A topology is a family $\mathcal{T}$ of sets which satisfies the two conditions:  the intersection of any two members of $\mathcal{T}$ is a member of $\mathcal{T},$ and the union of the members of each subfamily of $\mathcal{T}$ is a member of $\mathcal{T}.$  The set $X = \bigcup \{ U : U \in \mathcal{T} \}$ is necessarily a member of $\mathcal{T}$ because $\mathcal{T}$ is a subfamily of itself, and every member of $\mathcal{T}$ is a subset of ${X}.$  The set ${X}$ is called the space of the topology $\mathcal{T}$ and $\mathcal{T}$ is a topology for ${X}.$  The pair $(X, \mathcal{T})$ is a topological space.  When no confusion seems possible we may forget to mention the topology and write “${X}$ is a topological space.”  We shall be explicit in cases where precision is necessary (for example if we are considering two different topologies for the same set ${X}$).

The members of the topology $\mathcal{T}$ are called open relative to $\mathcal{T},$ or $\mathcal{T}$-open, or if only one topology is under consideration, simply open sets.  The space ${X}$ of the topology is always open, and the void set is always open because it is the union of the members of the void family.  These may be the only open sets, for the family whose only members are ${X}$ and the void set is a topology for ${X}.$  This is not a very interesting topology, but it occurs frequently enough to deserve a name;  it is called the indiscrete (or trivial) topology for ${X},$ and $(X, \mathcal{T})$ is then an indiscrete topological space.  At the other extreme is the family of all subsets of ${X},$ which is the discrete topology for ${X}$ (then $(X, \mathcal{T})$ is a discrete topological space).  If $\mathcal{T}$ is the discrete topology, then every subset of the space is open.  (Kelley, p. 37).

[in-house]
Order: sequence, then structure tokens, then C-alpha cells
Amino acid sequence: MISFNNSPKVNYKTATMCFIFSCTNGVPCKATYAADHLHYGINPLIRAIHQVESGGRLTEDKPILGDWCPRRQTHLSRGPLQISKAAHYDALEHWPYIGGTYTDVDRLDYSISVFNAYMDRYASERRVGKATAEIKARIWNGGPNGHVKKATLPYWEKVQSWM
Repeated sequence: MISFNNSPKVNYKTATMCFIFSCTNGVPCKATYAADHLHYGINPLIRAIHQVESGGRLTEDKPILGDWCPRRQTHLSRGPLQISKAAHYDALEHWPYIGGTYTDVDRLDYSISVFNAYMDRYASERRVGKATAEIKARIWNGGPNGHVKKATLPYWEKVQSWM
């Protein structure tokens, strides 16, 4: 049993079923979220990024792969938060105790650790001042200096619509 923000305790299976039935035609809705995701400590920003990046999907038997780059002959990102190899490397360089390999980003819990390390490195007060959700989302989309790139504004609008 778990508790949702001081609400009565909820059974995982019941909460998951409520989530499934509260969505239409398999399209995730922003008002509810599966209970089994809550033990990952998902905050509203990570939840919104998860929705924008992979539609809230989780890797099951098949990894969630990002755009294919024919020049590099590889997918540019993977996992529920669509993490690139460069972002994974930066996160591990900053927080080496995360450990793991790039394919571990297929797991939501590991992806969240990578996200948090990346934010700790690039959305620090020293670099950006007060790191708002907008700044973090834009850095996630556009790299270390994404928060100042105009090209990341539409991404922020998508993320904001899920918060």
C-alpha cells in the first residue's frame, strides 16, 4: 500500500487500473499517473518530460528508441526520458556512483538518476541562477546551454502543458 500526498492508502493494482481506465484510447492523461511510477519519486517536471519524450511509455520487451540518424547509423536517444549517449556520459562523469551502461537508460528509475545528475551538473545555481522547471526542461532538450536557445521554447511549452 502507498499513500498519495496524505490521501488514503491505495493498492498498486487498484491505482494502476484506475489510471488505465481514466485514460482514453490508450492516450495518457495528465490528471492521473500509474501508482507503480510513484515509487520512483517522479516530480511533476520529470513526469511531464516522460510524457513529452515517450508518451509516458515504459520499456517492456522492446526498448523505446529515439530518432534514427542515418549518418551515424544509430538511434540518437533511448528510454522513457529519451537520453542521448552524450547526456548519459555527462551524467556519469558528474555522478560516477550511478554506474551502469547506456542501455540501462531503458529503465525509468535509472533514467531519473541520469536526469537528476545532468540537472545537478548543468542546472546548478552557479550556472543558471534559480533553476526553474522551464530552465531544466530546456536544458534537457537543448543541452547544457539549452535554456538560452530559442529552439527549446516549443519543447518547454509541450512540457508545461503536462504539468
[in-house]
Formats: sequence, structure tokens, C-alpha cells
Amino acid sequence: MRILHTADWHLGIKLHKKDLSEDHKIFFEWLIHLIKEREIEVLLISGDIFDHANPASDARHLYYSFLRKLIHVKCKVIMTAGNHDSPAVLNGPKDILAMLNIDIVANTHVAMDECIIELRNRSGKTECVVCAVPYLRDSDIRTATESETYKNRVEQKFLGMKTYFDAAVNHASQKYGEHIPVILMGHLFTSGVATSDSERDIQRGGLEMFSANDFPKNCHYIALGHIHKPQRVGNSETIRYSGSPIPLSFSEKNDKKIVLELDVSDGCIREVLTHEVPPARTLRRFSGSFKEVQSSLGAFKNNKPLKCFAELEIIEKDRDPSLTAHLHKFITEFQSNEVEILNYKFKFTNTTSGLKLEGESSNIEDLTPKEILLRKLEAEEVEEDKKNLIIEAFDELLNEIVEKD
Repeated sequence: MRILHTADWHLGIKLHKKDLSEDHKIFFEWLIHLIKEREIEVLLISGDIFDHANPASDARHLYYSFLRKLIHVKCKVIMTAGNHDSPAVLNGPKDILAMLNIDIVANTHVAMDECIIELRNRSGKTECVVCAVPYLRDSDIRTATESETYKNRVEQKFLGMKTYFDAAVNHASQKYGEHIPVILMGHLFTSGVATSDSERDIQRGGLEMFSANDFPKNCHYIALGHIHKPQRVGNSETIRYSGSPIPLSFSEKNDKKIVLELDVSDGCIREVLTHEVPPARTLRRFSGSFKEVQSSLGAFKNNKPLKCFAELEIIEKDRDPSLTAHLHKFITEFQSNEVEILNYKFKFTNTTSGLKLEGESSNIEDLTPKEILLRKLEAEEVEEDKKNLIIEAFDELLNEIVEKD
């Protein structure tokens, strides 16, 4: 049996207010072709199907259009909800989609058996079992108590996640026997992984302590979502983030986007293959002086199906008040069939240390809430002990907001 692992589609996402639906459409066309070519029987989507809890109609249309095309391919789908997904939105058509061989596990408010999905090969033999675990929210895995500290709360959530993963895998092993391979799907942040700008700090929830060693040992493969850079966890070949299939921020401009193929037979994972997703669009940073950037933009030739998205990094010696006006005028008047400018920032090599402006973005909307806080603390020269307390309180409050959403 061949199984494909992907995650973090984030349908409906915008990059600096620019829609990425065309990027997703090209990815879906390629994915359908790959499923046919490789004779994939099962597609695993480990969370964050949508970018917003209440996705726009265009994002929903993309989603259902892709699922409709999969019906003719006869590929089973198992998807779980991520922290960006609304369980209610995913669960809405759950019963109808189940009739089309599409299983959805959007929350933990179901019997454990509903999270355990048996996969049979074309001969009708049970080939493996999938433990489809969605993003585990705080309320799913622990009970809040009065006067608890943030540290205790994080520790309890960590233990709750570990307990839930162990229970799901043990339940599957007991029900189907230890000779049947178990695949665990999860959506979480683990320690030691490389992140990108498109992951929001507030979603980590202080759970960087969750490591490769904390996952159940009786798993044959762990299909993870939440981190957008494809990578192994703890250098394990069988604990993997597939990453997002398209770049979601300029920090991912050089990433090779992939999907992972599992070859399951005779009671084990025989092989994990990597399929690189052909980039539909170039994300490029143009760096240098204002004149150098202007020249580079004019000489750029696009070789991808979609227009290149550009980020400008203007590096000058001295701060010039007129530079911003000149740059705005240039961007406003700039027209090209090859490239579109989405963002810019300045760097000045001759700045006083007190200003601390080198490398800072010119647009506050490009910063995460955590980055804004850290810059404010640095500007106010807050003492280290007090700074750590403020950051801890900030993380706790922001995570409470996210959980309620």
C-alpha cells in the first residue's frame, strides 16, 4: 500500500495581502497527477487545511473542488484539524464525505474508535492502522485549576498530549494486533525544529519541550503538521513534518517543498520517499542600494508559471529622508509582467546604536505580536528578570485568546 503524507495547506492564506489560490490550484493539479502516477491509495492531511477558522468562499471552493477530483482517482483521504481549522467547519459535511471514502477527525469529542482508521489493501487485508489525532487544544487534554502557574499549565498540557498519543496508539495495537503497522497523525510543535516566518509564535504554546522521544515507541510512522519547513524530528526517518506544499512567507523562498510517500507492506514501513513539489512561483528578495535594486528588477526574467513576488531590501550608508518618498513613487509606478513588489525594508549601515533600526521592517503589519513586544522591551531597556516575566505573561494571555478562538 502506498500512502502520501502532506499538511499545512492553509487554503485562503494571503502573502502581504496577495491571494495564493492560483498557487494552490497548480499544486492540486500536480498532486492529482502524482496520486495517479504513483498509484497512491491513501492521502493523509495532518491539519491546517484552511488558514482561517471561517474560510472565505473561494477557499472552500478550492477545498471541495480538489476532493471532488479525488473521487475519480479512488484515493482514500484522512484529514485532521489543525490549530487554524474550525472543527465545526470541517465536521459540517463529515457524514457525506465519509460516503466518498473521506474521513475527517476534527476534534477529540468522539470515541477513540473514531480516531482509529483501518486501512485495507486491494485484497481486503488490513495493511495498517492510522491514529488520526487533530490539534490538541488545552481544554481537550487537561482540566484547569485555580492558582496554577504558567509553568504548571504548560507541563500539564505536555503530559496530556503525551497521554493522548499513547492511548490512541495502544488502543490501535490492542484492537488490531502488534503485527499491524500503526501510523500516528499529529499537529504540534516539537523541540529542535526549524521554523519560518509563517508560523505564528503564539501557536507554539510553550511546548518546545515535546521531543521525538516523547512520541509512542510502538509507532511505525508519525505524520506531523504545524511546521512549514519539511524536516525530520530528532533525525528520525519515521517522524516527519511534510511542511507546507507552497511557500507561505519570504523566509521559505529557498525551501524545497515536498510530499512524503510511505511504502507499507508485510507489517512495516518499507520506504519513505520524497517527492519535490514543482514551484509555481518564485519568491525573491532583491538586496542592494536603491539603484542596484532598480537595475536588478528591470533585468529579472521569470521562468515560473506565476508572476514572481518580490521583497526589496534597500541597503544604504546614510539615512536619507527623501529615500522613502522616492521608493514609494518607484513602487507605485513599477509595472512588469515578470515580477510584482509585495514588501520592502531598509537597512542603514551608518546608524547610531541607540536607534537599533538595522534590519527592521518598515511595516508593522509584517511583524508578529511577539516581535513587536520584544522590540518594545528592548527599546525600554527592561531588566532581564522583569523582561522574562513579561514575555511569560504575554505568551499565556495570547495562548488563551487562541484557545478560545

### References

• Kelley, J.L. (1955), General Topology, Van Nostrand Reinhold, New York, NY.
• Plutarch, “Romulus”, in Plutarch’s Lives : Volume 1, Bernadotte Perrin (trans.), Loeb Classical Library, William Heinemann, London, UK, 1914.

## Time, Topology, Differential Logic • 4

Re: Peirce List Discussion • JFSJA

JA:
Trying to understand inquiry and semiosis in general as temporal processes is one of the things that forced me to develop differential logic as an extension of propositional logic, for which I naturally turned to Peirce’s logical graphs as a starting point.
JFS:
Yes, that’s another path to explore.  For any version of logic, it’s important to determine what kinds of problems it can express and what solutions it can facilitate.  What useful stories or Gedanken experiments can you explain in terms of it?

A first try at answering this question might well begin by reflecting on the analogous question in the quantitative realm: